In 1968, soon after arriving in England from Zanzibar as an 18-year-old student, I was talking with a friend while a radio played in the background. At some point we stopped talking and listened to a man speaking with tremulous passion about the dangers people like me represented for the future of Britain.
It was Enoch Powell and we were listening to a clip of his “Rivers of Blood” speech. I knew little about British politics and did not know who Powell was. But in the days and weeks that followed, I heard him quoted at me by fellow students and bus conductors, and saw television footage of trade union marches in his support.
I have lived in Britain for most of the past 50 years and have watched, and participated in, the largely successful struggle to prevent Powell’s lurid prophecies about race war from coming true. But it would be foolish to imagine that all is set fair for the future of Britain and its migrant communities, because every few weeks we are provided with another example of the obstinate survival of antipathy and disregard. The treatment of the children of the “Windrush generation” who moved to the UK from the Caribbean several decades ago is the latest such episode.
The injustice is so staggering that Theresa May, the prime minister, and Amber Rudd, the home secretary, have been forced to apologise. But the consequences for Caribbean migrants who grew up in Britain of the “hostile environment” for illegal immigrants could hardly have been news to them.
In 2013, at the instigation of the Home Office, vans emblazoned with the message “Go home or face arrest” drove around parts of London with large immigrant populations. It may not have been intended that the clampdown on illegal immigration would snare such embarrassing prey as children of migrants who spent a lifetime working in the UK; but political expediency required that this small complication be ignored until it went away. That it has not is a result of the work of welfare, legal and political activists to make sure that the abuses against migrants and strangers are kept in plain sight.
Before the second world war, there was no law to restrict entry or residence in Britain for people who lived in her colonial territories. That is what it meant to be a global empire, and all the millions who were subjects of the British crown were free to come if they wished. There was no need to worry about controlling numbers because, if they became a problem, they were sent back, as happened after the race riots in various British port cities in 1919. In a rush of imperial hubris, the British Nationality Act was passed in 1948 to formalise the right of British colonial subjects to enter and live in the UK.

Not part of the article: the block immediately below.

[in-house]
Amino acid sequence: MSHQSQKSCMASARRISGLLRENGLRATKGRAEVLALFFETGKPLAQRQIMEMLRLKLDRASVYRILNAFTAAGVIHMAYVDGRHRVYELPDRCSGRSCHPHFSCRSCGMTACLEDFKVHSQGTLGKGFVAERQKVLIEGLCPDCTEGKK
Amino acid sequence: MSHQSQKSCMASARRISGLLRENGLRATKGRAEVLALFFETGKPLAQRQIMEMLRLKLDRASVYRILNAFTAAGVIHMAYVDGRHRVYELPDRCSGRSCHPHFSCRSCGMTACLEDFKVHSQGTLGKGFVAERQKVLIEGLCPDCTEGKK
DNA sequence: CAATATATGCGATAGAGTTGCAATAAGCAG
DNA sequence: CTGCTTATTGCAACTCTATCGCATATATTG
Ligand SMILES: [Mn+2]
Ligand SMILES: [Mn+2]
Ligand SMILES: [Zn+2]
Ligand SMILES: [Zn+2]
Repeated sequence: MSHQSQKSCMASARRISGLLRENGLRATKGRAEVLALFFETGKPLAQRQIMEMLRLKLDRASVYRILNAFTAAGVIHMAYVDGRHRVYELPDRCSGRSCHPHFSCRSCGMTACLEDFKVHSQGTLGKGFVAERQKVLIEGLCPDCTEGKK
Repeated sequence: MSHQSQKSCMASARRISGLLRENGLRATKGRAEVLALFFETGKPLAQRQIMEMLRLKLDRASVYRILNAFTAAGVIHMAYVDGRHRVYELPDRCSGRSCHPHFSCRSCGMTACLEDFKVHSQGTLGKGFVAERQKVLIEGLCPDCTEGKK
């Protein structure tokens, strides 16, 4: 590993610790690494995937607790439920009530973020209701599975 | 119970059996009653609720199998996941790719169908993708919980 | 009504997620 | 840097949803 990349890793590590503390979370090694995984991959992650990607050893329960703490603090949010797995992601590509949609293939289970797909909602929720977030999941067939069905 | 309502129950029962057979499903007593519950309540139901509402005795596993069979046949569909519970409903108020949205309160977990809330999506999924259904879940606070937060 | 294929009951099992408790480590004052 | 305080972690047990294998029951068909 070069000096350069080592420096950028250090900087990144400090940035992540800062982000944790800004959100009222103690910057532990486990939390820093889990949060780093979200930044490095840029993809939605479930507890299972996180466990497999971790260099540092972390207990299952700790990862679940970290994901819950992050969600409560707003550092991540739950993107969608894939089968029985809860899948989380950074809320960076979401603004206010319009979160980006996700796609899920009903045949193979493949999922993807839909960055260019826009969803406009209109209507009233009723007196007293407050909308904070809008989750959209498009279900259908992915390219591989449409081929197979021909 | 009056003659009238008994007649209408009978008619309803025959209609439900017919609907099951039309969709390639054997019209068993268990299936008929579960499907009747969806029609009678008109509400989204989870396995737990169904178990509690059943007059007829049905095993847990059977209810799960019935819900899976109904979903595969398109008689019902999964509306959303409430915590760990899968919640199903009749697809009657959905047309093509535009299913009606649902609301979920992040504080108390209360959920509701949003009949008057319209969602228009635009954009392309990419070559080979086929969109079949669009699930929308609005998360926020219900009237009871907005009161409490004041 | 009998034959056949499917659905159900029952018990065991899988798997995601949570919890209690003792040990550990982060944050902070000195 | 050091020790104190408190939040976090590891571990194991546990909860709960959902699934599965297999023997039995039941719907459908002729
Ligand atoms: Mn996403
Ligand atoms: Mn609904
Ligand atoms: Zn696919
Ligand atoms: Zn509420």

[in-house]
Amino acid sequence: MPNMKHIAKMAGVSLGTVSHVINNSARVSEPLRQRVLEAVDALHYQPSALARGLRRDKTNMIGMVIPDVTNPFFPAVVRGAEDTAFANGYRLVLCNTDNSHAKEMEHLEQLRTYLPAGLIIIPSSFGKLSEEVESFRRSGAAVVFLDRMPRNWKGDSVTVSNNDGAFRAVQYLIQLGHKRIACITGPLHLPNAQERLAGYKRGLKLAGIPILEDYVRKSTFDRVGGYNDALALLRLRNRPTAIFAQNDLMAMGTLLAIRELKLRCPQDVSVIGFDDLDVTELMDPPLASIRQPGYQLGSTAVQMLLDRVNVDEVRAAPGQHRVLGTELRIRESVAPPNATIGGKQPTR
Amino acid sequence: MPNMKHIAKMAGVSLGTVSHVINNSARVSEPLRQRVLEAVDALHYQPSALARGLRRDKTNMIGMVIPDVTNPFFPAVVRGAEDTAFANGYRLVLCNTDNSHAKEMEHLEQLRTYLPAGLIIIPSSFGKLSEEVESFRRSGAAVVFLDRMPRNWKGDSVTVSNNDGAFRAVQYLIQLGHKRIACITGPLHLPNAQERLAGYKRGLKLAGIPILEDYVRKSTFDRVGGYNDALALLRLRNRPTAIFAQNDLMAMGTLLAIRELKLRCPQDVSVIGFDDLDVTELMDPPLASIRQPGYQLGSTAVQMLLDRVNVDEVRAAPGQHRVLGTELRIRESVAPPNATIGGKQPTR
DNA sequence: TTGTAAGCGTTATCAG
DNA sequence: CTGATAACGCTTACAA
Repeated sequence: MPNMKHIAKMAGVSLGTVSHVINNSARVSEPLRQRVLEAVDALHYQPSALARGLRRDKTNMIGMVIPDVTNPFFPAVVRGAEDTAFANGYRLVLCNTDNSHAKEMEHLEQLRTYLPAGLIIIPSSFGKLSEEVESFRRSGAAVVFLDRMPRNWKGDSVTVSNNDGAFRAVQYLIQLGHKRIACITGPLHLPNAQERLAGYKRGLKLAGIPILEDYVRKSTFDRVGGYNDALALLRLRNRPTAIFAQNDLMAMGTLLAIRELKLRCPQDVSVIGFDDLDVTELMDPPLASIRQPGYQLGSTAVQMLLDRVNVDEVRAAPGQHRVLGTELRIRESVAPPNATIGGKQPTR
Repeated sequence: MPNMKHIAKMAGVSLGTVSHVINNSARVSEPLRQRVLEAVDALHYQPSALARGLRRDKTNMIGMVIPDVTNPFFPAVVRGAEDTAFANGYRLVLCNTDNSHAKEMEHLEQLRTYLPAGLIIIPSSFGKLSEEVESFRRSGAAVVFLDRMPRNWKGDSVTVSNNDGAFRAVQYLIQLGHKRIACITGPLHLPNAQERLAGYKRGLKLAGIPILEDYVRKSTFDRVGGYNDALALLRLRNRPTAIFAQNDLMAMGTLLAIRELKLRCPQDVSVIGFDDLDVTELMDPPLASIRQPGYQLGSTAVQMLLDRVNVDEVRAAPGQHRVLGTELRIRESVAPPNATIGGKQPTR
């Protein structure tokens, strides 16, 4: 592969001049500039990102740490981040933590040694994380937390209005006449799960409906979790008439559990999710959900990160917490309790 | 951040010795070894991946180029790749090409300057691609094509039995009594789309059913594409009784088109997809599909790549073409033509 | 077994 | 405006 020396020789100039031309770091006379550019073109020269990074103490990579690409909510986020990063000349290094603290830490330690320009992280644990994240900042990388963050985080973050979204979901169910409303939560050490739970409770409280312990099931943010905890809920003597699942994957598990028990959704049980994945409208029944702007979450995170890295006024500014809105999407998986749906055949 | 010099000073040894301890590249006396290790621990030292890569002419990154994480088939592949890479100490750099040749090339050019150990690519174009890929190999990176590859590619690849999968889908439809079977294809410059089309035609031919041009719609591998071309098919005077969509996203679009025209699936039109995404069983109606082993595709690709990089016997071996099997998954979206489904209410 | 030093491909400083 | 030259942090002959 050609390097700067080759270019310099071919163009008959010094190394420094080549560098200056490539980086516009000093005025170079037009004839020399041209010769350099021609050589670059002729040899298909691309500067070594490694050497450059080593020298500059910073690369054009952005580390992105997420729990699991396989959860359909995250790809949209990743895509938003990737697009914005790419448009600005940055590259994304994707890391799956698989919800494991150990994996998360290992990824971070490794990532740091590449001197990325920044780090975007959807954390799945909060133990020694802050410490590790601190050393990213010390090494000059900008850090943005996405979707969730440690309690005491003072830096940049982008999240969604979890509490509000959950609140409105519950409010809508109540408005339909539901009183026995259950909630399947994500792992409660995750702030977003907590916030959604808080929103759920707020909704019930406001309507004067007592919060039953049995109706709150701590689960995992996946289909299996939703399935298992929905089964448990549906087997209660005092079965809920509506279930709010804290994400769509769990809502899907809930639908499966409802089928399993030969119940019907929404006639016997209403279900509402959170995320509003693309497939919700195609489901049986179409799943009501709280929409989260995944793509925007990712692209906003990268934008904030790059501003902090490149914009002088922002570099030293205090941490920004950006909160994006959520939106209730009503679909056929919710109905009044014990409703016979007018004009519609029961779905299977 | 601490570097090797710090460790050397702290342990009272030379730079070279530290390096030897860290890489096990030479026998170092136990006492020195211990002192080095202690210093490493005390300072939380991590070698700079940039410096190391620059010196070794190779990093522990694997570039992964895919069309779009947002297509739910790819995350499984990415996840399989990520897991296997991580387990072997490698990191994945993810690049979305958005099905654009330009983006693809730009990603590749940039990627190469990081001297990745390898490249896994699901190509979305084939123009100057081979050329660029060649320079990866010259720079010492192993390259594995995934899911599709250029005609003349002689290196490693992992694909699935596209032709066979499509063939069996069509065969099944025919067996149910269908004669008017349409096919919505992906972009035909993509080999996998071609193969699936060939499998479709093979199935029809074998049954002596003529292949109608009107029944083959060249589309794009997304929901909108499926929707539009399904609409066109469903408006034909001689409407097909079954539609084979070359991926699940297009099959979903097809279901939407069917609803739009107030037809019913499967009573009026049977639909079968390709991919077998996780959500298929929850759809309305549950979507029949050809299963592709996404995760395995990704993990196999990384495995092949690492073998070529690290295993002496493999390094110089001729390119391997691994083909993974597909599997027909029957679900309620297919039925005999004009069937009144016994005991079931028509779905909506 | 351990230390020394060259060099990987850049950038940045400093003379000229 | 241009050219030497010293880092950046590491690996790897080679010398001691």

If the 1948 law was a desperate recruitment poster for cheap labour disguised as imperial largesse, the purpose of the successively meaner pieces of immigration legislation that began in 1962 was to slow and ultimately stop the arrival of dark-skinned former subjects of the British crown. It continued Britain’s centuries-long prevarication between sanctuary and xenophobia.
Why has the Windrush saga been so embarrassing for the government? The answer has to do with Britain’s fraught relationship with the Caribbean and a history of racial terror instigated and supervised for centuries by British money and power. Caribbean institutions are still largely modelled on British ones and, until recent disillusioning decades, the Caribbean sense of identity was linked with a connection to the British empire. It is remarkable that this should be so given the brutalities of the plantation economies that prevailed in the Caribbean territories. This is an ambivalence that Caribbean intellectuals have reflected on for more than a century. The most perfunctory browse through the writing of the region will provide examples of its intricate legacy.
What is now referred to as the Windrush generation was far from homogeneous. It included peasant workers, nurses, teachers, writers and artists. They came in response to the recruitment drive and because they were ambitious for a better life. They are in Britain for the same reasons that all migrants are here.
In time they brought their children, and those children grew up, were educated and worked all their lives in this country. As any stranger knows, particularly if he or she is black in Europe, it is vital to keep your paperwork in order. What recent events have shown is that not all the children of the Windrush generation did because they were confident that they were at home and had no need to prove their right to be here. It seems they reckoned without the ruthless politics of contemporary Britain, in which xenophobia and hatred do not repel, but instead win votes.
The Windrush saga has made headlines this week, but it has been going on for months — the bullying letters, the threatening sanctions against employers, the loss of employment, the withdrawal of benefits and healthcare, the detention and expulsion. Bullying in pursuit of bringing down the immigration numbers is never just or humane. But it is wrong to deny these people what are evidently their moral and legal rights. Their contribution to British society and culture has been immense.
When it became clear the law had caught the wrong people, someone should have called a halt instead of pressing on with the bullying. As Sentina Bristol, the mother of Dexter, a 57-year-old man born a British subject in Grenada who died after several months of going through this process, observed of the government in a recent interview: “They are intelligent people, they are people of power. We expect better from them.”